February 29, 2016 4:37 AM
Editor’s Note: In anticipation of Georgia’s presidential primary on Tuesday, GeorgiaPol will publish a series of essays in support of some of the leading presidential candidates. This essay is from Kasich supporter Stephen Plunk.
You don’t have to look very hard to see how polarized political culture has become. Spend any time on social media or in a “comments section” and you’re bound to encounter a “Trumpkin” or a “BernieBro” or some other candidate’s equally detestable online warrior, spewing vitriol and scorn on any who don’t support their preferred champion. But it’s not just these internet crusaders, bravely hiding behind the anonymity of a computer screen, where we encounter it; turn on CSPAN and you won’t see much of a difference on the floors of Congress where our “leaders” are struggling to maintain some of even the most basic functions of government. Politics appears to have become more uncivil than ever before and not only have relations between the parties continued to deteriorate but we’re also seeing it within the parties, where factions and coalitions that once stood together are becoming increasingly Balkanized. With the rancor and outright nastiness we’ve seen lately, is there really any surprise that voters on both sides are turning to Outsiders™? When nobody within the process seems capable of solving America’s problems, of course voters are going to fall victim to the allure of demagoguery. Yet there do still exist statesmen and women in both parties willing to stand above the fray and govern. The only one left running for President is Ohio Republican Governor John Kasich.
Governor Kasich has made a career working with Republicans and Democrats alike to create results. He was the architect of the last balanced budget, signed into law by a Democratic President. In Ohio he worked with Democratic mayors to reform Ohio’s education system so as to return money and control back to the local level and expand the charter school program. After inheriting a state deep in depression, suffering heavily from the auto industry collapse and facing an $8 billion budget shortfall in Ohio, Governor Kasich worked with legislators of both parties over his first term to create a $2 billion surplus, a $5 billion tax cut for Ohio families, and 300,000 new jobs. Kasich’s bipartisan criminal justice reforms, which focused on treatment and rehabilitating inmates back into society, have been cited as a major factor in the drop in recidivism in Ohio’s prison system, now one of the lowest in the nation. Kasich’s actions after the Tamir Rice shooting received applause from both law enforcement and Black Lives Matter. Throughout his decades in public service, Governor Kasich has consistently been able to bring all sides to the table and achieve real progress.
Make no mistake, Governor Kasich is no moderate. He defunded Planned Parenthood in his state and has done more to cut abortion access in his state than perhaps any governor in the nation. He picked a bruising fight with public sector unions the moment he took office. He’s slashed taxes and fights for small business. He’s a committed, lifelong conservative. His broad appeal comes not from his occupying some centrist ideological space but because he’s willing to compromise to produce results. While other politicians have come to see “compromise” as a dirty word, Governor Kasich has used it as a tool and in doing so he has enacted a broad conservative agenda in Ohio, while winning reelection in a landslide.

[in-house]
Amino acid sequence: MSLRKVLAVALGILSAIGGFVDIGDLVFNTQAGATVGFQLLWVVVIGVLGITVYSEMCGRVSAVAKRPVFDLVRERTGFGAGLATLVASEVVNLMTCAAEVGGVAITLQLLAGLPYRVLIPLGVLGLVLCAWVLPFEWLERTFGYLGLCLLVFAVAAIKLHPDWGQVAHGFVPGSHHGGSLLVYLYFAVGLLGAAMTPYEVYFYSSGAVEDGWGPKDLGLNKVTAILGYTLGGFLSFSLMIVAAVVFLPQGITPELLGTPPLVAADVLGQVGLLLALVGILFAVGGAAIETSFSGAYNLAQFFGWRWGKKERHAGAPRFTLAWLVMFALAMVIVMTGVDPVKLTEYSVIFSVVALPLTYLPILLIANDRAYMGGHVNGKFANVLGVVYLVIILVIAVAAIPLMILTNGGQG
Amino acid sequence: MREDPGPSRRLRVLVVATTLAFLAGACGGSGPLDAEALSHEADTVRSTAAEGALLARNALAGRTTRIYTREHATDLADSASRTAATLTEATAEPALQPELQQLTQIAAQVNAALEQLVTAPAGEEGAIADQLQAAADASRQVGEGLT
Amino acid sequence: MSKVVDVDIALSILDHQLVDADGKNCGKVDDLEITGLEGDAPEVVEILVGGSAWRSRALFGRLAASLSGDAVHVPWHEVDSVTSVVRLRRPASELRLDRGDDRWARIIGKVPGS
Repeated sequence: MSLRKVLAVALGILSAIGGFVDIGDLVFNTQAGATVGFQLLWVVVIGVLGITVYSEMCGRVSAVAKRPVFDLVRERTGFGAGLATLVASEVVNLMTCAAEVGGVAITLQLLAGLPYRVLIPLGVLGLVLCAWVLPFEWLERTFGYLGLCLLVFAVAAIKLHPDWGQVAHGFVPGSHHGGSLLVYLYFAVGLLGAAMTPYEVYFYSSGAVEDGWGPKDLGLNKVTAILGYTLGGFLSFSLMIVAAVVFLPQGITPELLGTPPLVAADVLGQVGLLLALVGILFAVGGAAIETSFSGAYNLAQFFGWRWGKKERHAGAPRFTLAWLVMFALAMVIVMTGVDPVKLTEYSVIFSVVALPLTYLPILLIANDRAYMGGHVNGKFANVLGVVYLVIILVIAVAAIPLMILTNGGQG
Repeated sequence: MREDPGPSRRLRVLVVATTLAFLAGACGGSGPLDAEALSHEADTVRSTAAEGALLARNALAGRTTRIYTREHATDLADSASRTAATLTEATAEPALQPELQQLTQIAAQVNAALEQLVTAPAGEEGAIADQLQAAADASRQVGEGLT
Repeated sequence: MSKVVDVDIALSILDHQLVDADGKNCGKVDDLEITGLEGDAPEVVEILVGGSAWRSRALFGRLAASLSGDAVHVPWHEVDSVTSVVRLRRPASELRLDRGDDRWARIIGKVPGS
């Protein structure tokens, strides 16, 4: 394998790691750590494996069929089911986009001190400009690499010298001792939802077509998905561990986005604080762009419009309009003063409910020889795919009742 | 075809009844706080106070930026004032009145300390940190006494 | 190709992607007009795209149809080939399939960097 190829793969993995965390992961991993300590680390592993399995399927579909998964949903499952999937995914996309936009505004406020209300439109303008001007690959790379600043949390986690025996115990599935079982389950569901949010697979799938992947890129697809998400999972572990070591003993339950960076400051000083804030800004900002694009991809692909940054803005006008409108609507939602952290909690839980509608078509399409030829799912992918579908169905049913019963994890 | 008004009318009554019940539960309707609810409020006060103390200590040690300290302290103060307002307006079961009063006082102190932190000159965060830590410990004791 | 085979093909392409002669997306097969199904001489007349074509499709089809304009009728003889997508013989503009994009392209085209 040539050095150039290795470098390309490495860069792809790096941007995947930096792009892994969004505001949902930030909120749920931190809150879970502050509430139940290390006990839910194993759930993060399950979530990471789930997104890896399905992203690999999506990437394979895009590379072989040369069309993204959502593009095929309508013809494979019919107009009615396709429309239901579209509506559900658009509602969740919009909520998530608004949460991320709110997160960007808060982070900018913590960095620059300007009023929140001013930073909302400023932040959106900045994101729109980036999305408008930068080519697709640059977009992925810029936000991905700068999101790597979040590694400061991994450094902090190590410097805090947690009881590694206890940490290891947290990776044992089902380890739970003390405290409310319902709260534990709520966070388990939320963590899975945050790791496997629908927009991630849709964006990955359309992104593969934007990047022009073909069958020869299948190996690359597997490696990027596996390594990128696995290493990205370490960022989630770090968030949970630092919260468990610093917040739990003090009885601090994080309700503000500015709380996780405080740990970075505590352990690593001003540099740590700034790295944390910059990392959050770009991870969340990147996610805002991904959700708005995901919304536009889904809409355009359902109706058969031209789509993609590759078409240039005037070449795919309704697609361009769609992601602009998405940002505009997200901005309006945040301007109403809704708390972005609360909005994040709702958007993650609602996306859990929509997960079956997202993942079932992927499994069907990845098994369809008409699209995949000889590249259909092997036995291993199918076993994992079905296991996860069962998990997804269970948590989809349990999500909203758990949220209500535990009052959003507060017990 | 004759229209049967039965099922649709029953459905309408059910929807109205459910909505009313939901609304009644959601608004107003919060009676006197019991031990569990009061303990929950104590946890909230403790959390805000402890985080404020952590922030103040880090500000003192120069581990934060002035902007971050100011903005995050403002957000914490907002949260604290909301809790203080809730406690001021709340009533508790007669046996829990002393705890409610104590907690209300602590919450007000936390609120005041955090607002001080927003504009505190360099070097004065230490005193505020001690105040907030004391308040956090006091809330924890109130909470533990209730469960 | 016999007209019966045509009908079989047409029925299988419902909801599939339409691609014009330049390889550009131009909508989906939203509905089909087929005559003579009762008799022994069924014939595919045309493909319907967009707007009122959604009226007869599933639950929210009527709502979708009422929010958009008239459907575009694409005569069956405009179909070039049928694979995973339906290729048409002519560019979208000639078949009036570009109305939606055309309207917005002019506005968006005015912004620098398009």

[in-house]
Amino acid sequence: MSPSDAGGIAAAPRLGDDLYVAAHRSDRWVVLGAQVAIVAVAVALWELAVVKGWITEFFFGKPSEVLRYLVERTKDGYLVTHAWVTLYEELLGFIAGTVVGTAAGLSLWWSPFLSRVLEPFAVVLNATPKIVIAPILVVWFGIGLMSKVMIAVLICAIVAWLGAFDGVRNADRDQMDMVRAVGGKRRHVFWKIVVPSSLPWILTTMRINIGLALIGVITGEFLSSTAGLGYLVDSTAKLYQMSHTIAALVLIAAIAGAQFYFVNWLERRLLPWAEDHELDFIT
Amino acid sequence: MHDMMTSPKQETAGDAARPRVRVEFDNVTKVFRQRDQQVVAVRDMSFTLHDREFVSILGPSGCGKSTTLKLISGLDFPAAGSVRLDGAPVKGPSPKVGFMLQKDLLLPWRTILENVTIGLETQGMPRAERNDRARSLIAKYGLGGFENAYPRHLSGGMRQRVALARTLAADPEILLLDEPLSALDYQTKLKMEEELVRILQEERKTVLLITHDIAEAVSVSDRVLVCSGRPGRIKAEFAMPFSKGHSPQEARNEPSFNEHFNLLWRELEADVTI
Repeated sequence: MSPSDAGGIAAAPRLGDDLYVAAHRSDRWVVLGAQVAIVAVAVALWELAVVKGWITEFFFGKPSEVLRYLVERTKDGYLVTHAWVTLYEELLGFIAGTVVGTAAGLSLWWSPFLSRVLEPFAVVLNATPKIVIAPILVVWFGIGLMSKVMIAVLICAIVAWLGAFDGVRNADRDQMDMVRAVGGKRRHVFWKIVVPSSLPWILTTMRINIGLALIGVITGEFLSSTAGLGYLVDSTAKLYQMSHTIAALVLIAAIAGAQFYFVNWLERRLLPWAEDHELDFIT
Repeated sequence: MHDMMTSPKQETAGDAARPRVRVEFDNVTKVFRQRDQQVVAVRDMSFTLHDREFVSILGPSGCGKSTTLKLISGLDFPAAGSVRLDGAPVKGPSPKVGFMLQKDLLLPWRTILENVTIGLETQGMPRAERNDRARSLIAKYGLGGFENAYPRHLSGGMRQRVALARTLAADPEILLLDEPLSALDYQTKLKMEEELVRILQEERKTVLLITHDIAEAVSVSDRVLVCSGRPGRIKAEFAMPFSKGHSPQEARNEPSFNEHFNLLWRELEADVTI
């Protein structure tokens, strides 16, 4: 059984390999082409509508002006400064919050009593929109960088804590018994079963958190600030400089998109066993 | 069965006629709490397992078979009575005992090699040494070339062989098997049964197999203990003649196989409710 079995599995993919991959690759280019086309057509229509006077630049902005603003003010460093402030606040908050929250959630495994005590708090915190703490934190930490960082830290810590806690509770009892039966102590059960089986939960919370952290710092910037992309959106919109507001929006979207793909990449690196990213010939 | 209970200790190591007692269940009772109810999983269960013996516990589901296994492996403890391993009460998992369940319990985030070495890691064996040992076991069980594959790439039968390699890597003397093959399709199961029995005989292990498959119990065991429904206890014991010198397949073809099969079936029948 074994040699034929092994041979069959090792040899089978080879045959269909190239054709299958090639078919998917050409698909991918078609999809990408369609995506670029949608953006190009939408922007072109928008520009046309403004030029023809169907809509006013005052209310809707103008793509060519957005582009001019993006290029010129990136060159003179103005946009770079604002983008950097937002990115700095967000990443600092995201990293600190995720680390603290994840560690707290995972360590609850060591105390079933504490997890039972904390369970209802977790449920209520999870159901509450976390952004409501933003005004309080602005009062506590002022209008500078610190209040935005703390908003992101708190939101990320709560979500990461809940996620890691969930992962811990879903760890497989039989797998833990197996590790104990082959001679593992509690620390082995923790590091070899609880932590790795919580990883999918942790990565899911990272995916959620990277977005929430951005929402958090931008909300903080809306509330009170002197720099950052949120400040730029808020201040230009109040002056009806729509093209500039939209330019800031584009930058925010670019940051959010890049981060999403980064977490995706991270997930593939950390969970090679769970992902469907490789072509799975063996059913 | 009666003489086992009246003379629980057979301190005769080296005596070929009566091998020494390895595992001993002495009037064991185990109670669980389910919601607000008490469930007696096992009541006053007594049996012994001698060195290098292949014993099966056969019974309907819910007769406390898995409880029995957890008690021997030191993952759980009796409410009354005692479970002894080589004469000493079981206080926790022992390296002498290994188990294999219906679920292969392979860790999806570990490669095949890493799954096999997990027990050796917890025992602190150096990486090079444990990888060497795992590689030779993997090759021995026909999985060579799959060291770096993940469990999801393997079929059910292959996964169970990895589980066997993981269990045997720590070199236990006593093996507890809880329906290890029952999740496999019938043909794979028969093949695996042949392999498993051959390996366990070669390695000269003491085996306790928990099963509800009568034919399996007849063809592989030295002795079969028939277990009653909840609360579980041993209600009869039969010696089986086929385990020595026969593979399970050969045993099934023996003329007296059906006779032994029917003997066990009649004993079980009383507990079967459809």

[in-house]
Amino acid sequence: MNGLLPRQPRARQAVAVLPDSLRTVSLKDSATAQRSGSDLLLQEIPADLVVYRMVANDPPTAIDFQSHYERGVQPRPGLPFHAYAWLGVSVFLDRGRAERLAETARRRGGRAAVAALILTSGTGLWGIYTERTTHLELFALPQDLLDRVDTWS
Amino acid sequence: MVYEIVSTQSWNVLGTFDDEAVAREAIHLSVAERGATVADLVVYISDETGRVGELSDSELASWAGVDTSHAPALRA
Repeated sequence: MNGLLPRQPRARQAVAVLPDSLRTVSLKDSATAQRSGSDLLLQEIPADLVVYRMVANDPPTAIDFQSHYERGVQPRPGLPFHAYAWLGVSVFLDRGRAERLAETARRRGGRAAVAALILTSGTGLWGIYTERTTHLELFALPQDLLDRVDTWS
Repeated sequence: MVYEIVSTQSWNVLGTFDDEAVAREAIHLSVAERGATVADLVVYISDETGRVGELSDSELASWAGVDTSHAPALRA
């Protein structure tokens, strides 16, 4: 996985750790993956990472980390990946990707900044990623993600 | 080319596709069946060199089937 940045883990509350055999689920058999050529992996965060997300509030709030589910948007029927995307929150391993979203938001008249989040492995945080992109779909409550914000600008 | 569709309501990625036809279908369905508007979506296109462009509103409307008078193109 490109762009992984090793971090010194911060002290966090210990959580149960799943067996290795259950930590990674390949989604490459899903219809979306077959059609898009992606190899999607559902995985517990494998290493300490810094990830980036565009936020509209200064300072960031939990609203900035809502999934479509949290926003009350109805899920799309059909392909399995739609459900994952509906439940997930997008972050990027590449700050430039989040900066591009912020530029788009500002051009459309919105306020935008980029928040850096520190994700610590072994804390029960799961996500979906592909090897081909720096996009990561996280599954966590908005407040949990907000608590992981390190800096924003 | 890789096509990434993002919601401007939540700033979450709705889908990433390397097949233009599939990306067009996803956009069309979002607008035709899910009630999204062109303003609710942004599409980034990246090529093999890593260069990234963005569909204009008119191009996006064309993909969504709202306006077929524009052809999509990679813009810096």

For the past two Presidential terms, American government has become defined by obstructionism, intransigence, acrimony and a lack of anything to show for it. We have two political parties incapable of working together on almost anything and increasingly unable to work with themselves. Bridging this ever-widening gulf may be the most important issue in American politics today and if there is a candidate in this race capable of that, it’s John Kasich. No other person running presents a real chance of it. In fact, no other candidate even seems particularly interested in it. Hillary, Bernie, Marco, Ted and The Donald will all engender the same manic derangement from the opposing party that Presidents Bush and Obama both encountered, and in an era of consistently divided government between the Presidency, House and Senate, that’s a recipe for four to eight more years of dysfunction. Only Governor Kasich has demonstrated an ability and willingness to engage both sides in constructive dialogue and action. We don’t need an ideologue who will alienate 50% of our country and continue to foster an environment of extreme partisanship. We need a President who cares more about governing than politics. We need John Kasich.